The surfaces are out of fashion and not in good shape. It’s an (obviously) older neighborhood, but it’s still sort of nice. I mean, I’m on 3/4 of an acre. The house is four side brick. I think granite counter tops would be nicer than what the neighborhood calls for. Our plans are to update the appliances. Partly out of how we want to change the kitchen layout. For example we have a stove top built into a cabinet on one wall, but the oven is built into a different wall. We plan to replace that with an actual oven with a microwave overhead (right now the microwave is taking up valuable counter space).
The cabinets are definitely showing signs of age. The tracks that hold the drawers level are messed up. The cabinet doors don’t close ‘nicely’, the counter tops (Formica) are chipped up. We did paint. It helped a little. It will need new floors too (If I’m not mistaken, it’s currently white linoleum on top of a nice earth tone linoleum); but that’s a different discussion I suppose.

I probably will… providing the fellow dopers don’t report back to me that it’s not worth my time.

This is very useful information to me (as is the post in which you were replying to). I need to just go down there and see if I’m comfortable with what I see. On one hand I want to save money, on the other hand a want a kitchen I won’t mind living with for a while, and on yet another hand I don’t want to do work on my kitchen only to have a person say (as above) “I wish they’d just left it alone”.

you just never know

I have an IKEA Kitchen. They had a style that was exactly what we were looking for, at a really good price. They were also very highly rated at Consumer Reports. It’s a pressboard cabinet frame, hung from the wall via a metal track. The floor cabinets stand on feet, of adjustable height, rather than requiring shims like a standard cabinet. You then clip on a toekick to hide the works.

I find the biggest problem with Ikea’s stuff is that it doesn’t move well, but if it’s permanently installed it does the trick, and I think these will last for decades. One thing you will not get is a typical wood drawer, their drawers are sheet metal sides and grey bottom panels. They roll nicely, and extend pretty far out, but they’re more industrial looking than a regular drawer.

Ikea also offers bunch of countertop materials, from their own solid wood to Corian to granite. When you have “them” install it, it’s really just a local contractor they arrange it with.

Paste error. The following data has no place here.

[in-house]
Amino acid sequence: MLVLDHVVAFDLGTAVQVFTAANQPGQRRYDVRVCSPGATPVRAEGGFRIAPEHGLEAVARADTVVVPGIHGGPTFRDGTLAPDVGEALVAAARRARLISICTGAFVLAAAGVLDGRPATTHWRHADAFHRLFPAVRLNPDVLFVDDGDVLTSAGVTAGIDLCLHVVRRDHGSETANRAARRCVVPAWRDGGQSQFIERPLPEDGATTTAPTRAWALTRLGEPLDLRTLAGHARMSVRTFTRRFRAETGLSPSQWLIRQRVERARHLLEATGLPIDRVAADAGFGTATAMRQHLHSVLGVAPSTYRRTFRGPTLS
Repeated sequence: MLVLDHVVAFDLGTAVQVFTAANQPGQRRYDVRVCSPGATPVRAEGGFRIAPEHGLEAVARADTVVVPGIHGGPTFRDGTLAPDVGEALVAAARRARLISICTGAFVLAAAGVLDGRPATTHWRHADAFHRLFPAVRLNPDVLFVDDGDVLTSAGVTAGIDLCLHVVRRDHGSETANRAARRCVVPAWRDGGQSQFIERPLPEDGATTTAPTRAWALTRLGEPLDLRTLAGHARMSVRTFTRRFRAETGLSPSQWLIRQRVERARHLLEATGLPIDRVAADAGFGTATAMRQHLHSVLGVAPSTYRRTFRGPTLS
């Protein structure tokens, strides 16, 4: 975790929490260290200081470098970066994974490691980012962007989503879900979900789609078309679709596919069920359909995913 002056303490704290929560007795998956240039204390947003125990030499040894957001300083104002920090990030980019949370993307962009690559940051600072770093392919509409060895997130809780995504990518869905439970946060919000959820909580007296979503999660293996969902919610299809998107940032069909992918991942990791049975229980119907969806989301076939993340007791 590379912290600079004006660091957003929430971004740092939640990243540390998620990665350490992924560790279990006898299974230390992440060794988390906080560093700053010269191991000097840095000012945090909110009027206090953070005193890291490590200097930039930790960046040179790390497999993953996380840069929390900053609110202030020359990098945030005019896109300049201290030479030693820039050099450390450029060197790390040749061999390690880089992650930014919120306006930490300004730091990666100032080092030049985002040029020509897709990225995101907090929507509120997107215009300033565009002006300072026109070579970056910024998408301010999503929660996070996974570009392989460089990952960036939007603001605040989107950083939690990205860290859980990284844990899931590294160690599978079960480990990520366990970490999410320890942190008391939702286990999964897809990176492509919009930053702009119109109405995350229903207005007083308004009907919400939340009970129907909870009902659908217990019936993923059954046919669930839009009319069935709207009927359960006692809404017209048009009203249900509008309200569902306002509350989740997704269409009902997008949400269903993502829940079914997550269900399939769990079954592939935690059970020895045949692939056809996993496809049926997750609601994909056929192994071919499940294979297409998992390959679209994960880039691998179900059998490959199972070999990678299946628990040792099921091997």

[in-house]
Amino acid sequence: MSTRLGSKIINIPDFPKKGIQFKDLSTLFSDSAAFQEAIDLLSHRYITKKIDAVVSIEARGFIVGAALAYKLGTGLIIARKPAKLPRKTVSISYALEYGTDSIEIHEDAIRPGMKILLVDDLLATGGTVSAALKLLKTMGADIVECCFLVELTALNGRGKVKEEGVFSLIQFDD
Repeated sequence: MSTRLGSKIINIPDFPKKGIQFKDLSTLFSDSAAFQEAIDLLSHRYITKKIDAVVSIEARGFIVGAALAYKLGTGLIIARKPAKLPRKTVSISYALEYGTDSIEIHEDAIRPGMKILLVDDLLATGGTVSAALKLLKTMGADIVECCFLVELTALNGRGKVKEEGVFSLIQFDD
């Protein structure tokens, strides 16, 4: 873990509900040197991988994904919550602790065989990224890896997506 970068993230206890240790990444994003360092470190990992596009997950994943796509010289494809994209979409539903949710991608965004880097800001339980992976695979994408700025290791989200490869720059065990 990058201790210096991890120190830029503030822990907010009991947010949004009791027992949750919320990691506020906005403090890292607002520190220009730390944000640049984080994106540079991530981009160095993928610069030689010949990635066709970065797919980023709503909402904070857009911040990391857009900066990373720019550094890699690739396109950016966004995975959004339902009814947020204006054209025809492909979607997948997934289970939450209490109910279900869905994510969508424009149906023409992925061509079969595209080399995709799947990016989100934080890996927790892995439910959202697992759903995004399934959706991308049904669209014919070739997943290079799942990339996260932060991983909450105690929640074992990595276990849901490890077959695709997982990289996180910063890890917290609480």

Also if you’ve never been to IKEA let me give you some advice:

  1. If you need to go on a weekend plan to get there as early as possible, as early as they open if you can. About noon on a weekend the place gets BUSY.
  2. The fabrics and home do-dads are in a separate area from the main showcase floors (usually nearer to the warehouse area). Take a good look around for useful things – for example, I needed a very narrow pot rack and ended up using a towel rack made from the same modular steel tubing so the hooks still fit fine.
  3. They offer child care (free) and a cafeteria (inexpensive; get the meatballs) on site so you don’t have to drag tired children around or get cranky with low blood sugar.

Its kind of an ordeal but when you find great stuff you can afford its well worth it.

IMO the kitchens from IKEA are excellent value for money. Sure you can get better stuff but you will pay a lot for it. I have friends who have spent insane amounts of money on their kitchens and I do not think theirs look better than our kitchen.

Like a previous poster mentioned they have a range of styles (and qualities) available. It is not all pressboard either (well the frames are but that doesn’t matter). There are doors available in wood as well if that is more to your liking.

I have an IKEA kitchen both in the apartment and in the summer house and they are fine. In the summer house I even installed 95 percent of it myself and I am not extremely handy. The only things I did not do were water and electricity.

Oh and I second the meatball recommendation. :slight_smile:

I just bought a house with an IKEA kitchen. It’s a rehab so they started from scratch. The IKEA wasn’t a huge selling point, as there certainly is better stuff out there, but it’s servicable and this was their higher quality line.

A new kitchen will really help show a house, but if the build and install quality isn’t top notch, don’t bother.

Sounds as though your kitchen cabinets really need to go. Your idea for a new layout sounds good–& the current cabinets are shot.

So–check out Ikea’s stuff. And other options, too. (Doesn’t Lowe’s offer cabinets?) Get some bids. See which sellers offer help with the design.

Good luck!

So does dropping your price.

What are your options here?

Drop the price $5,000 to sell it faster, or put in a $5,000 kitchen to sell it faster?

One’s a lot less work.